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Solstice Sun Aligned With Rome’s Hardknott Castle

Thursday, January 08, 2015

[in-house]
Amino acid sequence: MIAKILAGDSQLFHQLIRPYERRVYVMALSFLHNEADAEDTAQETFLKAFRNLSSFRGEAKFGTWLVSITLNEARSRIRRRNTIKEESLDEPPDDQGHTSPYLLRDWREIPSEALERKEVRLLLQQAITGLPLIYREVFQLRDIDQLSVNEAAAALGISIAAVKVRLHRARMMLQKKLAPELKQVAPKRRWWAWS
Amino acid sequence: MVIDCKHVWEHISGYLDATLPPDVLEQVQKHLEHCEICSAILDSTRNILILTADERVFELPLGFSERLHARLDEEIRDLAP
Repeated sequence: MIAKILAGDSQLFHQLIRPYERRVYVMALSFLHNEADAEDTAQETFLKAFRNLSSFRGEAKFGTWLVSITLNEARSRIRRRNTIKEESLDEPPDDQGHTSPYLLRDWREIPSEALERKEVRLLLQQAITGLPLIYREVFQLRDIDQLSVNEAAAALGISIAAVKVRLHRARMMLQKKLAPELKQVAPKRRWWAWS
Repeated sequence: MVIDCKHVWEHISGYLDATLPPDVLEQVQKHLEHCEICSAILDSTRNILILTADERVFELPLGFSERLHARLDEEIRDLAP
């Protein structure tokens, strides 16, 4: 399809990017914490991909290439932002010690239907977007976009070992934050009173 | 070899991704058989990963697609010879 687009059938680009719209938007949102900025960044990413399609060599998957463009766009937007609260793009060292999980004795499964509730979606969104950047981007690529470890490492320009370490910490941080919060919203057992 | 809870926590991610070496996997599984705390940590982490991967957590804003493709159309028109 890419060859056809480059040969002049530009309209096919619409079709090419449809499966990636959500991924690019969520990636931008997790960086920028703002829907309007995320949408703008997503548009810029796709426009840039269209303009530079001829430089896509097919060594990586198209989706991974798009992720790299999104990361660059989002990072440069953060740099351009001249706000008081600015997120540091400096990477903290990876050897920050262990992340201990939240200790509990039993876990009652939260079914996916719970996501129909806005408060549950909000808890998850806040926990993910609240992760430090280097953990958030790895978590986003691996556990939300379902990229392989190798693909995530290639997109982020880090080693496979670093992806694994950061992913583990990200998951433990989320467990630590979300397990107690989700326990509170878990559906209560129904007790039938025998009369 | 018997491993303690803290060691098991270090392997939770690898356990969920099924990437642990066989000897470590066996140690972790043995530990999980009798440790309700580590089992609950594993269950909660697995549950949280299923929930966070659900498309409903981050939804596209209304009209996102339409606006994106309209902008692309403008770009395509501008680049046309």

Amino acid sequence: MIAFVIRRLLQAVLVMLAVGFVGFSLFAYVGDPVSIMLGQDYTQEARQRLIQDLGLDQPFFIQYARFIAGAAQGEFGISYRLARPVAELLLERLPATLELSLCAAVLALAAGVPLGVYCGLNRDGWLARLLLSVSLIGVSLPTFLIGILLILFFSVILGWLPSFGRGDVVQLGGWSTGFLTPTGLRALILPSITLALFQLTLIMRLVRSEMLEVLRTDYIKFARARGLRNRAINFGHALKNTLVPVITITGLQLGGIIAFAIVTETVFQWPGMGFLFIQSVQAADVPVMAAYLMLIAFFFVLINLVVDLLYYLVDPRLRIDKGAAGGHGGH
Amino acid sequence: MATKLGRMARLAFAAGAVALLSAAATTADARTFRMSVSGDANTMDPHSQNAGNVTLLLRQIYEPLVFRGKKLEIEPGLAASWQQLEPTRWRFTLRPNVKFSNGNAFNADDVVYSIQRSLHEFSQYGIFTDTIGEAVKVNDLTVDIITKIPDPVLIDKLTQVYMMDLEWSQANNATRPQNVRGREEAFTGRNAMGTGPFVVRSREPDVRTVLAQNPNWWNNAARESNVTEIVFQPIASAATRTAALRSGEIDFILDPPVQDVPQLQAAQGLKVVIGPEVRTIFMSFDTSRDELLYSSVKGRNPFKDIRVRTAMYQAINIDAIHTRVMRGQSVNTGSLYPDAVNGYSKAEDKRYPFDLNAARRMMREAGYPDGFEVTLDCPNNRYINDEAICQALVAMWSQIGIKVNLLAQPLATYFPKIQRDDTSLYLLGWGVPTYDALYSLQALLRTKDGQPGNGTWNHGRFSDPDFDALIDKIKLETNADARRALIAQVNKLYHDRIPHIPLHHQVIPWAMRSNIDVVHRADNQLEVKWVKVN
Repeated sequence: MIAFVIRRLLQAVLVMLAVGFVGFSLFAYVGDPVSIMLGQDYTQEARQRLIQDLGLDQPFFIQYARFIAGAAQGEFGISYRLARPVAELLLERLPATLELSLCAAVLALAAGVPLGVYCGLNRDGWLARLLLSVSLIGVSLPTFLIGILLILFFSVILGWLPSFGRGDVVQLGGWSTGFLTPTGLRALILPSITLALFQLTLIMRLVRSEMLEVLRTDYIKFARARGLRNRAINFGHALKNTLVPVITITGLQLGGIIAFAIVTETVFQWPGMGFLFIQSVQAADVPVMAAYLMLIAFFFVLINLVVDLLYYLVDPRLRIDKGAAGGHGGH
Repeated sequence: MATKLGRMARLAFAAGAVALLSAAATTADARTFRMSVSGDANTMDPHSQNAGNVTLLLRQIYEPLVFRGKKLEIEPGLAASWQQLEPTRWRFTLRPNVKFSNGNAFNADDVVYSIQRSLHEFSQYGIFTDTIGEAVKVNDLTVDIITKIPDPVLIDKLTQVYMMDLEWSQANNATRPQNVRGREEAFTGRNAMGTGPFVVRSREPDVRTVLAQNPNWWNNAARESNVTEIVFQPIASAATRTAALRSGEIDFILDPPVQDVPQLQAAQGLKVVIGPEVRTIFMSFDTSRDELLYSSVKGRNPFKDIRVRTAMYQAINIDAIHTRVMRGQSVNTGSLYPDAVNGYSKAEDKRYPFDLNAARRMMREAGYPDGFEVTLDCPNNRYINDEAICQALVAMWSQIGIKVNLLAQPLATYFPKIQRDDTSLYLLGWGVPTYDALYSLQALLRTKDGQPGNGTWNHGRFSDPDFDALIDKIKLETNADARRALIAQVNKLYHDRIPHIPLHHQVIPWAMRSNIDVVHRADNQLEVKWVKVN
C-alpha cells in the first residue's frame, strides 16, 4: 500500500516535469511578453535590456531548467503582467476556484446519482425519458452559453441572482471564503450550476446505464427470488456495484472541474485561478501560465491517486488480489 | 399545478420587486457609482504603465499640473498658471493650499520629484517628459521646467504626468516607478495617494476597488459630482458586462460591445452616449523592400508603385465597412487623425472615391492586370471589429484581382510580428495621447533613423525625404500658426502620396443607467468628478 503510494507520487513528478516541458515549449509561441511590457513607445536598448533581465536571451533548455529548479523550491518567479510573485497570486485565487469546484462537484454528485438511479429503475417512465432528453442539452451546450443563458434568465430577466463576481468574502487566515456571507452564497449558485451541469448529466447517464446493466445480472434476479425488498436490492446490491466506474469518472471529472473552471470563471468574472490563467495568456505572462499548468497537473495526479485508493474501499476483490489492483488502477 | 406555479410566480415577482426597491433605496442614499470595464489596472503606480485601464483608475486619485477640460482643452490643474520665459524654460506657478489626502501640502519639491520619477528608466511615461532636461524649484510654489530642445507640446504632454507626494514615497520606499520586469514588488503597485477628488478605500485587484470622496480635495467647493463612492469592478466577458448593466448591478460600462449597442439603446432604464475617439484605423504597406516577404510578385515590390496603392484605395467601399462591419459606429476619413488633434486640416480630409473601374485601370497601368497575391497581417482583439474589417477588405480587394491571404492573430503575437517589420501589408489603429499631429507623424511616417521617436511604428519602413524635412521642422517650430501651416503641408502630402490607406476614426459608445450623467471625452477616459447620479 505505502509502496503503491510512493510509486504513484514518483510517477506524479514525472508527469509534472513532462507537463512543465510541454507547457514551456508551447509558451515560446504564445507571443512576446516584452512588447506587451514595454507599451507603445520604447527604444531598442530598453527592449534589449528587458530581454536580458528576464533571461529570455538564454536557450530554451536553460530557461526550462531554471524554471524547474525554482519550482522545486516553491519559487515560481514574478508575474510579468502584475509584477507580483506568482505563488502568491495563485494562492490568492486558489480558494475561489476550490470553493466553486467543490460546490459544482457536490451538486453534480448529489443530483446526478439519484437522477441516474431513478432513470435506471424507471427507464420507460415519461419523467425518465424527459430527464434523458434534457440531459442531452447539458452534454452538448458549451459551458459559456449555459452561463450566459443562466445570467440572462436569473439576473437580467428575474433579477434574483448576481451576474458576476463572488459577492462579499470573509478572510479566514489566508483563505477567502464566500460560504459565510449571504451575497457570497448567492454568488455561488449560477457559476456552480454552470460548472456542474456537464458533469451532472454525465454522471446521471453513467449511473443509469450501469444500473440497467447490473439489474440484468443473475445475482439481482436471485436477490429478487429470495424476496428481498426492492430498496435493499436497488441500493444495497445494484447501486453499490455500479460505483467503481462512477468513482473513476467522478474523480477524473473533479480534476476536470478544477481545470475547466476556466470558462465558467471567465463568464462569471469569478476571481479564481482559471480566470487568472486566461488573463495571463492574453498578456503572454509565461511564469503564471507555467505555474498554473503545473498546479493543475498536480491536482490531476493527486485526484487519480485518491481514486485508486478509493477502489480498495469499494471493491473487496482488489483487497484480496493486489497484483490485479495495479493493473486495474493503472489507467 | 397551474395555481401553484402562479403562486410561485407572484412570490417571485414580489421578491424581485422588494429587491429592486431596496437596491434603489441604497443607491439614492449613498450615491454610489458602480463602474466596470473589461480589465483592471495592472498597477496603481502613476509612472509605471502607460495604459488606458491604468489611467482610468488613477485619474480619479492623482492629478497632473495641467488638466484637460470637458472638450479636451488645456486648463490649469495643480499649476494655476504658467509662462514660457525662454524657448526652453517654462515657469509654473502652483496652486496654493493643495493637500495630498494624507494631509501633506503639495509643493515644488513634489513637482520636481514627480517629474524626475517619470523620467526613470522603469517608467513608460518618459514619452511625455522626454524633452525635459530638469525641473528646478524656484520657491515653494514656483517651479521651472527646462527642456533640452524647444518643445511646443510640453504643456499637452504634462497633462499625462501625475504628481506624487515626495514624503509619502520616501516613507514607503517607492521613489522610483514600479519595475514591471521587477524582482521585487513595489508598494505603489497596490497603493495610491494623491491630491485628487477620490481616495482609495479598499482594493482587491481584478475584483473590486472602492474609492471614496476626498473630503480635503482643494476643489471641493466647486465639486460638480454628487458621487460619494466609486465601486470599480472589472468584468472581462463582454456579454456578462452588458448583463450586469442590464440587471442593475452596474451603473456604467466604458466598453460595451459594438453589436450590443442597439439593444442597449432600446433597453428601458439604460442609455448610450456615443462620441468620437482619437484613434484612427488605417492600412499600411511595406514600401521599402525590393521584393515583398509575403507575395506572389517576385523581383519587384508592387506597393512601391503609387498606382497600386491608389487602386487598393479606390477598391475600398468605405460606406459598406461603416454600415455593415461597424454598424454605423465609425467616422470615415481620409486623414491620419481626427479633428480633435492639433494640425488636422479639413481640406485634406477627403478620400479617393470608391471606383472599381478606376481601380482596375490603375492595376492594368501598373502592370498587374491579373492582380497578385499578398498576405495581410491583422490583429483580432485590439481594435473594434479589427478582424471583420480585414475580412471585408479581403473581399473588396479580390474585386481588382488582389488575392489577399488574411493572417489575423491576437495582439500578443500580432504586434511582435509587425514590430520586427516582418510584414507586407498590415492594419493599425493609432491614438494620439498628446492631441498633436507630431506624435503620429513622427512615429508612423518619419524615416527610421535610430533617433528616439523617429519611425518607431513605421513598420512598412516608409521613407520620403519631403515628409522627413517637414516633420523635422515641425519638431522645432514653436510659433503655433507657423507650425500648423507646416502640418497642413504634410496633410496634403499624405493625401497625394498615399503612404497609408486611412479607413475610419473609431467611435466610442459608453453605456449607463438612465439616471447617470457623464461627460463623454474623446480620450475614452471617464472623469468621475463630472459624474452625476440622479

TURIN, ITALY—The ruins of a Roman fort in England have been analyzed by Amelia Carolina Sparavigna of the Polytechnic University of Turin. One of the strongholds built by Emperor Hadrian to guard the Roman frontier, the fort sits near Hardknott Pass and offers a view of the Eskdale Valley. Live Science reports that Sparavigna used online software and satellite imagery to calculate the angles at which the solstice sun rises and sets at the fort. She found that during the summer solstice, the sun would rise in rough alignment with the fort’s northeastern and southwestern gates, and set in alignment with its northwestern and southeastern gates. During the winter solstice, the sun would rise in line with the fort’s southeastern and northwestern gates, and set in line with its southwestern and northeastern gates. “Moreover, the four towers of the garrison seem aligned to cardinal directions,” Sparavigna wrote in the journal Philica. To read about the unusual culture that emerged in the north of Roman Britain, see "Artifact: Romano-British Brooch."

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